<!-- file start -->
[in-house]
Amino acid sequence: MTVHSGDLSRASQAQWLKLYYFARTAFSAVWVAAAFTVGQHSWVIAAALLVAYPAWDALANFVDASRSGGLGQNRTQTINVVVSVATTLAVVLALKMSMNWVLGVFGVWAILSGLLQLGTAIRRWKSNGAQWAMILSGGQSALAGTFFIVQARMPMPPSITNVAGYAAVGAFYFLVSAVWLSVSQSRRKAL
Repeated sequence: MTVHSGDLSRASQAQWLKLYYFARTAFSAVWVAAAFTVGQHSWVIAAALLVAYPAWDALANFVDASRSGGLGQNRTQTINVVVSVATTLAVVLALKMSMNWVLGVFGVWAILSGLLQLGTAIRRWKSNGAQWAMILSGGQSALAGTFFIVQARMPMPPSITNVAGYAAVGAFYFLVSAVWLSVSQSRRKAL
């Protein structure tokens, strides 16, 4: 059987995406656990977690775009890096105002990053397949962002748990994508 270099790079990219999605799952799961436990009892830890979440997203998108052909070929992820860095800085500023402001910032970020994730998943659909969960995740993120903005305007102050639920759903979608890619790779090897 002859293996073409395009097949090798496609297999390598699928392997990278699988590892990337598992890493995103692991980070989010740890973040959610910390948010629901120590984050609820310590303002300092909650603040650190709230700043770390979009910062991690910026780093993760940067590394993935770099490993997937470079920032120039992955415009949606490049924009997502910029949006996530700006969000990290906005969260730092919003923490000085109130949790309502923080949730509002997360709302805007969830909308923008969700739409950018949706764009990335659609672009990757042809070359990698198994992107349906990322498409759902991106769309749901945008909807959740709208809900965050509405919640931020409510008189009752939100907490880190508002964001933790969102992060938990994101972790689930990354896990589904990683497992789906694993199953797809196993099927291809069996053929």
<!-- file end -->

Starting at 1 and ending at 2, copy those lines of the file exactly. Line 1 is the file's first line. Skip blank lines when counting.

[in-house]
Amino acid sequence: MTVHSGDLSRASQAQWLKLYYFARTAFSAVWVAAAFTVGQHSWVIAAALLVAYPAWDALANFVDASRSGGLGQNRTQTINVVVSVATTLAVVLALKMSMNWVLGVFGVWAILSGLLQLGTAIRRWKSNGAQWAMILSGGQSALAGTFFIVQARMPMPPSITNVAGYAAVGAFYFLVSAVWLSVSQSRRKAL